[INDOLOGY] Tagore, Aurobindo, and Malhotra

Howard Resnick hr at ivs.edu
Thu Jul 30 14:26:14 UTC 2015

Actually, it’s act and intent. Intent is considered in legal proceedings. It does not exonerate but it mollifies.

Malicious or criminal intent is worse in legal matters.

If Arlo is right, then why treat the offender with all the rage reserved for for malicious, criminal intent?


> On Jul 30, 2015, at 3:36 PM, Dominik Wujastyk <wujastyk at gmail.com> wrote:
> Arlo, plagiarism doesn't, according to the various public definitions, depend on intention.  There is no distinction - formally speaking - between sloppiness and plagiarism.  This has already been discussed, about a week ago ("manslaugher vs. murder").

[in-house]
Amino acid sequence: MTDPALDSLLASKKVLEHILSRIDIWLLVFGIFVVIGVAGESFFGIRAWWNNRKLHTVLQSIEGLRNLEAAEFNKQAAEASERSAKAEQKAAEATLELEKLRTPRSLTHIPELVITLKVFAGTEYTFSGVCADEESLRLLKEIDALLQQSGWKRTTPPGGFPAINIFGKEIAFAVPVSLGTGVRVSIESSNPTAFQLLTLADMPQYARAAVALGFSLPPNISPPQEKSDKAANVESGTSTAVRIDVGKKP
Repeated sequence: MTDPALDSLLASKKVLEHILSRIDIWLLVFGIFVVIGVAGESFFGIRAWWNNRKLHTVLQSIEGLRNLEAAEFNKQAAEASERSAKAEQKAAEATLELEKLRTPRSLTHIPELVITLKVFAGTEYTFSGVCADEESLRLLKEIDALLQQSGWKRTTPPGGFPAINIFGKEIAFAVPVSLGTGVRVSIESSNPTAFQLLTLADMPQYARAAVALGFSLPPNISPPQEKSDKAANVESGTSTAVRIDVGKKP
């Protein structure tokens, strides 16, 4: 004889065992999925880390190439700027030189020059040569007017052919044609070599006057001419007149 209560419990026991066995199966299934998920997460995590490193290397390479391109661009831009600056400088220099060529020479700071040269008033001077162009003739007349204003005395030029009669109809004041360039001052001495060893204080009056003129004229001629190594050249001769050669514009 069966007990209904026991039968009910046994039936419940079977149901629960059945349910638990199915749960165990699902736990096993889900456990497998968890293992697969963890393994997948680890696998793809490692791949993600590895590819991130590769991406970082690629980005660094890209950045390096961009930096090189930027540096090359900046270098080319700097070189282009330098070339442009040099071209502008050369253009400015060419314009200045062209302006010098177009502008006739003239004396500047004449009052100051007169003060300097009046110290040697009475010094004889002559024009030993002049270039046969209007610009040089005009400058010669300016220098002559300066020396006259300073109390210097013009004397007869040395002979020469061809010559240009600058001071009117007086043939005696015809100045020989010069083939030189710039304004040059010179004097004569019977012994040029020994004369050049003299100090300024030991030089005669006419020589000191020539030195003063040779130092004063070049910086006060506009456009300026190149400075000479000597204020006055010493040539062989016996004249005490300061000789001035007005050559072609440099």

> This is an error that people make about copyright too.  "For scholarly purposes" means nothing, under the law.   Breaching copyright means physically ...making...a...copy.  It doesn't matter why.  If you copy something physically, without permission, you've breached the copyright-holder's rights.  It's Act, not Intent.  
> Best,
> Dominik
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